4.1. Geographical Variation in Pseudopaludicola mystacalis (Cope, 1887)
Among the 18 valid species of Pseudopaludicola, P. mystacalis is currently the one with the most widespread distribution range. Extent of occurrence in Brazil is nearly two million square kilometers encompassing areas in three different ecoregions along all the “diagonal of open formations” from South America : Caatinga, Cerrado, and Pantanal. It is also found in areas of Chaco in Argentina  and Paraguay . Although plausible, the occurrence in Bolivian Chaco was based on material that morphologically and bioacoustically would correspond to P. ameghini [12, 26]. Habitats where individuals of this species were found include “restinga” [10, present study], “campo sujo” in elevated plateaus of the Cerrado Domain, and seasonally flooded fields in the Pantanal lowlands .
Advertisement calls of Pseudopaludicola mystacalis from different Brazilian localities are composed of series of notes with concatenated pulses. Maximum variation in dominant frequency of the calls of all specimens analyzed is 861.3 Hz (from 4478.9 Hz, in Cuiabá, Mato Grosso, to 5340.2 Hz, in Balsas, Maranhão; Table 3) without any evident latitudinal or longitudinal trend. Dominant frequency in the most distant known locations (Primavera, state of Pará, and Icém, state of São Paulo) varied by 372.1 Hz. Considering subsets of populations from Brazilian Northeast (states of Ceará, Maranhão, and Piauí) and from Brazilian Midwest (states of Mato Grosso and Goiás), maximum interpopulational variation in dominant frequency is 646 Hz and 775.2 Hz, respectively. Maximum intrapopulational variation in dominant frequency, evaluated for four localities in the lower portion of the species’ range (Cáceres, Cuiabá, Nossa Senhora do Livramento, and Poconé, state of Mato Grosso), is 516.8 Hz in Cuiabá (see Table 3 and ).
Maximum variation in temporal variables (notes per minute and number of pulses) of the calls of all specimens analyzed is 213.6 notes/min and 8 pulses/note. In the most distant known locations, the difference in the number of notes per minute and in the number of pulses is 100.3 notes/min and 6 pulses/note, respectively. Considering subsets of populations from Brazilian Northeast and Brazilian Midwest, maximum interpopulational variation is 114.6 notes/min and 133.5 notes/min, respectively. There are 7 pulses/note in calls from populations of both areas. Maximum intrapopulational variation in the number of notes per minute and in the number of pulses in four localities from the state of Mato Grosso is 81 notes/min in Cuiabá and 5 pulses/note in Cuiabá and Nossa Senhora do Livramento (see Table 3 and ). Mean note duration does not differ significantly in all the examined calls (Table 3; ; ; ).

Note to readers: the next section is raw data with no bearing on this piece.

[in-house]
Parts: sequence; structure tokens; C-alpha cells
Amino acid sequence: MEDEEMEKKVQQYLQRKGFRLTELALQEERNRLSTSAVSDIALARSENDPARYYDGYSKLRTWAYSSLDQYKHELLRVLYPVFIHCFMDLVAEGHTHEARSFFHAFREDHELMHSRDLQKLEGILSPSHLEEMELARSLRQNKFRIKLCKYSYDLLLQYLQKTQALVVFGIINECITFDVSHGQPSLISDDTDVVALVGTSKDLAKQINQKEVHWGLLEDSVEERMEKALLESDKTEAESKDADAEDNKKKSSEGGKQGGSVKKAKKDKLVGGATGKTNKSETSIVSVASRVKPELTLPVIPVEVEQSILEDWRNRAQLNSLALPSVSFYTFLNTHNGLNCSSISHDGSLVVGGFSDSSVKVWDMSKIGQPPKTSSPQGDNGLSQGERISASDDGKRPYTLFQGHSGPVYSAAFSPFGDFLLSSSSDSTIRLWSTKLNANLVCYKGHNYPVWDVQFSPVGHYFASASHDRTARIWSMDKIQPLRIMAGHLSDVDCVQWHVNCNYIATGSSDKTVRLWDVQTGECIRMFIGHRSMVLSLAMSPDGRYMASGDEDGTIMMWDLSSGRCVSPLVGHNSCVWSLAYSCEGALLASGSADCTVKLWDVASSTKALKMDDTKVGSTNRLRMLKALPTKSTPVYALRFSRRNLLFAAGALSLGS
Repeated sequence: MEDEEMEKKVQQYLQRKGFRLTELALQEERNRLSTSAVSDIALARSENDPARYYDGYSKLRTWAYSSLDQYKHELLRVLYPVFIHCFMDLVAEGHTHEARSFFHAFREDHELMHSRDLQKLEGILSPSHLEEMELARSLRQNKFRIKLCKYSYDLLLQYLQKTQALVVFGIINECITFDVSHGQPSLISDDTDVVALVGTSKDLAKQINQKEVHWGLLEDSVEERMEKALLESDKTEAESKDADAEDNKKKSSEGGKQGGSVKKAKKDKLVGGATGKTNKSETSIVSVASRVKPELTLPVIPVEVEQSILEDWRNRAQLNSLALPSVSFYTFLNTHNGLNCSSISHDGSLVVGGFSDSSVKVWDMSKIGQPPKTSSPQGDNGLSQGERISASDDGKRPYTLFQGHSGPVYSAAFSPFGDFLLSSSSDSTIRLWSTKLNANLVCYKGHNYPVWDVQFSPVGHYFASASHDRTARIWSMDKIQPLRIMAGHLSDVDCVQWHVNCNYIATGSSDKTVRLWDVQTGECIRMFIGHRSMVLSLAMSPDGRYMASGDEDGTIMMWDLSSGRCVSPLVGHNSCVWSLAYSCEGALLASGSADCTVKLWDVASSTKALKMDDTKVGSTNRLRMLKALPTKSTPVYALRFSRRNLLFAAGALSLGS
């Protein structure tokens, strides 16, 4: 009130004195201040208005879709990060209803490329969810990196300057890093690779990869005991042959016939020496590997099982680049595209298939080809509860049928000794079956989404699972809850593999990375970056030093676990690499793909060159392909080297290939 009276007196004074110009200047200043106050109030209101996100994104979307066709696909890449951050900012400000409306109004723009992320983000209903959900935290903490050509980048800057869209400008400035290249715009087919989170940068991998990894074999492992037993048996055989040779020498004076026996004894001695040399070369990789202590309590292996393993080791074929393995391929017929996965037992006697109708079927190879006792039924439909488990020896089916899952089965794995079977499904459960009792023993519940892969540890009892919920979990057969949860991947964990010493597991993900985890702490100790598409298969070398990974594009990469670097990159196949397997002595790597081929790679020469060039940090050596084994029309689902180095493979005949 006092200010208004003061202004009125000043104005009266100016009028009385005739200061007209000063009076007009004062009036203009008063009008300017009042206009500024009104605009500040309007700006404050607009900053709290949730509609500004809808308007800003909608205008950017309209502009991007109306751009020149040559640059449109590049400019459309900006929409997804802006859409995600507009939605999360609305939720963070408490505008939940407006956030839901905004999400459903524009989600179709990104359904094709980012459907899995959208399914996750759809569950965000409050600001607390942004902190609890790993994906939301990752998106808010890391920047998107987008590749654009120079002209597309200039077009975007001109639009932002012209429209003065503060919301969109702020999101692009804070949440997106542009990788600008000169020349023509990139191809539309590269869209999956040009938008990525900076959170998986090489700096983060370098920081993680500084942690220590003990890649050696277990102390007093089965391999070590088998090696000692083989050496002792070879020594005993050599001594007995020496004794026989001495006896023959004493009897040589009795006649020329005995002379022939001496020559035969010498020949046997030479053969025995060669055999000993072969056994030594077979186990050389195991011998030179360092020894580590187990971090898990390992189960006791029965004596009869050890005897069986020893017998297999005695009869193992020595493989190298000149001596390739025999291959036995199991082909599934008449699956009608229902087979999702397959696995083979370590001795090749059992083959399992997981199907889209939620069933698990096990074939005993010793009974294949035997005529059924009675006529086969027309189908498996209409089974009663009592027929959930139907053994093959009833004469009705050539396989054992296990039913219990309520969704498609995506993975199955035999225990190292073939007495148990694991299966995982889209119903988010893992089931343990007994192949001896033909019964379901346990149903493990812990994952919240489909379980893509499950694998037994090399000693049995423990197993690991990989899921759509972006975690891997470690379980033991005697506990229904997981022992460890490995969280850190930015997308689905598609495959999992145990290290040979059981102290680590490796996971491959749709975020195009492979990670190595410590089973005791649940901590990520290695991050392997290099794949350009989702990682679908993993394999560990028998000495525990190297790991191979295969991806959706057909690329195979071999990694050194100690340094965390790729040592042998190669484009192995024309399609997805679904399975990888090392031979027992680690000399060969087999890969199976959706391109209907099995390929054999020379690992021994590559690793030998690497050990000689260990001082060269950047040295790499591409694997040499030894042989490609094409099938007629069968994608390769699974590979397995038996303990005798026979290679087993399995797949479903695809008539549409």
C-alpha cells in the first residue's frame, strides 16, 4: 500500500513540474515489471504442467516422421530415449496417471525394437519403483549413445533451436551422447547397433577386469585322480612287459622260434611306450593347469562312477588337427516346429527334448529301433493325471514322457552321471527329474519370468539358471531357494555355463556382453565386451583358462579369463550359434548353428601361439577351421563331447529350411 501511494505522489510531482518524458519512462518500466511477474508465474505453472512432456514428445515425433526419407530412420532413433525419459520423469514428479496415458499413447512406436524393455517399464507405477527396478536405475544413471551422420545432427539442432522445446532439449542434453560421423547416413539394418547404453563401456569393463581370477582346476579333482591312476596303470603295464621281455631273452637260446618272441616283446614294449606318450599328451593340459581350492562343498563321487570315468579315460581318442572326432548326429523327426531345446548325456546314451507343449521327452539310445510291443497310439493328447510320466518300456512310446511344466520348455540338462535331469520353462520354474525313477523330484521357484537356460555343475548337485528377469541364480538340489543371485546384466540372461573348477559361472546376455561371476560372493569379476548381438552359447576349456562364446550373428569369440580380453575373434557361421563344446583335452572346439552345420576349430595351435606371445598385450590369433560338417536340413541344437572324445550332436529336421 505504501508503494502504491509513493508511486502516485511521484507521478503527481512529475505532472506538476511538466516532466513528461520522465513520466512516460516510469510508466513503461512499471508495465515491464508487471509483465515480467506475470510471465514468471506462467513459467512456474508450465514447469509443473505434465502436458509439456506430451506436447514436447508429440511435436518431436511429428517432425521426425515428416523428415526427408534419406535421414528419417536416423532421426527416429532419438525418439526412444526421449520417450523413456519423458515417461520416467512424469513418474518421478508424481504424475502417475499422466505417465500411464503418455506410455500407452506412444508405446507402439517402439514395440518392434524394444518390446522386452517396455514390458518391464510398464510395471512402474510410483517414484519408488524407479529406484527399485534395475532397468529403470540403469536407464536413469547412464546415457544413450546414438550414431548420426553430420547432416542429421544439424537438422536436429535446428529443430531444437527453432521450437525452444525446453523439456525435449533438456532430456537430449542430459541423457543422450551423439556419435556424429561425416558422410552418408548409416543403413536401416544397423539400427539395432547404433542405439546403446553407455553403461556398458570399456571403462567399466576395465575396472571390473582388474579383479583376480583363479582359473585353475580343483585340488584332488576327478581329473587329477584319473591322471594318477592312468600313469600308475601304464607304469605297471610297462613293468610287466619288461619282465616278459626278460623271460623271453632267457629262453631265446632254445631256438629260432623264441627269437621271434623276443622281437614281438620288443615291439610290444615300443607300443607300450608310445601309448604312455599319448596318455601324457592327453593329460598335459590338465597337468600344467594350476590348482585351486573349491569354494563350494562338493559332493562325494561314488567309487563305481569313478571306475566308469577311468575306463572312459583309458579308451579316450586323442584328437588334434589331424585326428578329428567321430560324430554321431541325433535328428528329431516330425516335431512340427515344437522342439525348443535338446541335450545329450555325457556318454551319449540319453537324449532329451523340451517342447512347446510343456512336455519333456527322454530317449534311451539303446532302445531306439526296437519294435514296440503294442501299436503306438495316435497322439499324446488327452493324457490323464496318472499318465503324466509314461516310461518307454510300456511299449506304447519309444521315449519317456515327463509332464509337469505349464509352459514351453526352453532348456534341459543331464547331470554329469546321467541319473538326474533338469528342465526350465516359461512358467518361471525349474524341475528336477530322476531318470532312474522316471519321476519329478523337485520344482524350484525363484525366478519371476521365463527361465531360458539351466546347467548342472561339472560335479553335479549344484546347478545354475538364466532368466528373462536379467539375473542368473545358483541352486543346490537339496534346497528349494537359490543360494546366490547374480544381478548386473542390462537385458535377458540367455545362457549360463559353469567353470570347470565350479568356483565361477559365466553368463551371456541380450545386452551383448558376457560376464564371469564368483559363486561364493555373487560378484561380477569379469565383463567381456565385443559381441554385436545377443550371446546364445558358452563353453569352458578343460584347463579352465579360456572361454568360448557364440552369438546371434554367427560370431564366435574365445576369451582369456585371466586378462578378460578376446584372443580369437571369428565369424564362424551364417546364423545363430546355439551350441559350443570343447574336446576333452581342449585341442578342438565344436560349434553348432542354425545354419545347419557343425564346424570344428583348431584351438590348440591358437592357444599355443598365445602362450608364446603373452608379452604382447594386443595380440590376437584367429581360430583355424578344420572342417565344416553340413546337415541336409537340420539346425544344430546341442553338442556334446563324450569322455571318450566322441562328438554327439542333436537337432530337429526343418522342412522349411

Acoustic analysis of geographical variation in species with an extent of occurrence of the magnitude seen in P. mystacalis sometimes reveals cryptic taxa being treated under a single name. However, this was not the case in P. mystacalis, a taxon that remained erroneously characterized and poorly recognized in the literature until recently . Our results reveal a relatively small variation in morphological and acoustical traits of P. mystacalis and allow confirming the presence of the species in a wide geographical area along the Brazilian open ecosystems.
4.2. Taxonomic Status of Pseudopaludicola serrana Toledo, 2010
When describing P. serrana, Toledo  used as morphological characteristics separating the three species belonging to the P. saltica group the aspect (relative size and coloration) of nuptial pads in the external part of finger I and aspect of the vocal sac. Such characteristics allow differing P. serrana and P. murundu from P. saltica but do not allow differing P. serrana from P. murundu . Previously, Haddad and Cardoso  had called attention to the fact that nuptial pads were more developed in specimens of P. saltica from the type-locality (Chapada do Guimarães, Mato Grosso) than in specimens collected and recorded in localities in the states of Minas Gerais and São Paulo. In the same article, Haddad and Cardoso  also presented a spectrogram of the call of a specimen from Campinas, São Paulo. Based on such reported morphological evidence and acoustic parameters, we here argue that specimens from Minas Gerais and São Paulo attributed to P. saltica in Haddad and Cardoso  in fact correspond to P. murundu.
The only external morphological characteristic used by Toledo  to differ P. serrana from P. murundu was a shorter head length/head width ratio (HL/HW = in the five individuals of P. serrana evaluated; in 11 individuals of P. murundu). After having analyzed a higher number of specimens attributed to P. serrana (), we found that HL/HW (; see Table 6) in this sample does not differ from the values presented in the original description, and confirmed herein, for P. murundu.
The description of P. serrana was also based on physical characteristics of its advertisement calls . However, the original dataset is relatively low: 12 notes of a single male of P. saltica, 14 notes of 2 males of P. murundu, and 15 notes of 3 males of P. serrana were analyzed and compared. Only one out of four acoustic variables (pulse duration) was considered diagnostic for the new species. Toledo  also showed that dominant frequency range of P. serrana was completely nested within the dominant frequency range of P. murundu. However, when later proposing the synonymization of Pseudopaludicola riopiedadensis Mercadal de Barrio and Barrio, 1994 to Pseudopaludicola ternetzi Miranda-Ribeiro, 1937, Cardozo and Toledo  based their decision on “several important overlaps”, including dominant frequency ranges, between the two species. Indeed, our data showed that dominant frequency contributed to higher loadings to separate species in the P. saltica group. Nonoverlapping dominant frequencies would therefore be expected between related but distinct species of Pseudopaludicola.